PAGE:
That knot in the pit of your stomach has a tendency to reappear about twice per year – and you can generally predict the date and even the time of day for the first symptoms.
Next Tuesday is your Performance Evaluation discussion with your boss – where you’ll sit there and wait to find out whether you’re performing acceptably – or destined for job oblivion.
If you’re like many you’ll pop another antacid and walk into that meeting with the same trepidation the accused in a capital crime might – hoping the jury’s decision exonerates. Powerless.
I asked Tim Cole, the CEO of The Compass Alliance and the author of The Compass Solution: A Guide to Winning Your Career, why so many suffer through performance evaluations. The answers might surprise you!
- So, what’s happening with reviews? Are we really just victims waiting to hear what the boss has to say?
No! In fact, with basic guidance and a more informed approach every employee can change that dynamic.
- Say more about that – are you saying there are steps we all should take in preparing for performance reviews?
Here are ten difference makers:
- Make certain you know the expectations for your job. It might sound stupid but remember that your interpretation of your role and your manager’s could differ – sometimes radically.
- Make sure you understand how you will be trained. Without training you are being set up for failure.
- Take ownership in soliciting and in receiving feedback and do it as early and as often as possible. It’s your career. You either drive or you are a passive reactor. Take the steering wheel.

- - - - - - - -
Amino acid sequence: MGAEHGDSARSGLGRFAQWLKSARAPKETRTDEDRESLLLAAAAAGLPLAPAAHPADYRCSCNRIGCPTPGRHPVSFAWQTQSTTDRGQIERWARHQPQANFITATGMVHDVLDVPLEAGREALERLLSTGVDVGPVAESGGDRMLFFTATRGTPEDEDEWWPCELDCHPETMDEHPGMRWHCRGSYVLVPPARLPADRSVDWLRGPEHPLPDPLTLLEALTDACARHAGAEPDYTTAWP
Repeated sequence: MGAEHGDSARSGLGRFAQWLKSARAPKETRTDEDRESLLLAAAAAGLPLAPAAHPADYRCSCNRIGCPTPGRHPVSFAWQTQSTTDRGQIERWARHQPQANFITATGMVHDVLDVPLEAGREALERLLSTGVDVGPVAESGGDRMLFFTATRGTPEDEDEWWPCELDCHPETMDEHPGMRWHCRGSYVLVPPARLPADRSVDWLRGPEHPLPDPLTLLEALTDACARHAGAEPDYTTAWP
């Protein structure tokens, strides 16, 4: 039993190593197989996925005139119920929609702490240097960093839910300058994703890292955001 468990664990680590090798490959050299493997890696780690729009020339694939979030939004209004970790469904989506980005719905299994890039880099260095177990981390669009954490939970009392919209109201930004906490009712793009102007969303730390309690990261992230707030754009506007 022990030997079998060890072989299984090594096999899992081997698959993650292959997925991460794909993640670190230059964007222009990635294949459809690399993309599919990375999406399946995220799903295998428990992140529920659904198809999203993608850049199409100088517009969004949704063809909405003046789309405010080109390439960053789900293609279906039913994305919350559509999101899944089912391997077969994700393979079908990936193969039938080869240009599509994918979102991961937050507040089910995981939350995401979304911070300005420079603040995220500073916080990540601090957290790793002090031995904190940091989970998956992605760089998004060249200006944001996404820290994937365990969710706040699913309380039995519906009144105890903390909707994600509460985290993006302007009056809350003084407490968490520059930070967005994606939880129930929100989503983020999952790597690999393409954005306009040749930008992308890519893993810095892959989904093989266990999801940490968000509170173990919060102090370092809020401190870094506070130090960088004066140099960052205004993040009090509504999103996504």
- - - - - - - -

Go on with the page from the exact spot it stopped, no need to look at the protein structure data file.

- Ask for as many examples of excellence as you can handle. It’s hard to demonstrate outstanding performance if you don’t know what it looks like to begin with.
- Take notes when the subject of performance arises. Too many people fly by the seat of their pants. Don’t be one of them.
- Decide that your performance evaluation is something you can heavily influence. Every formal meeting with your manager should include some degree of discussion around how you’re tracking on performance.
- Call out early on that you expect to be a top performer. Engage your manager in that undertaking. Challenge them to help you get there.
- Document your successes. Make that a dynamic record. The alternative is Creative Writing 101—the mindless search to justify your greatness and to meet the time line for your review.
- Never pass on the opportunity to comment in writing on your review. That electronic summary is a legal document. Treat it accordingly.
- Retain every Performance Review you receive. Plan to reference those documents as a potential Free Agent for the rest of your professional life.
The decision to lead through your review is yours. Like so much of life – and your career – it’s the choices we make that dictate the quality of the journey.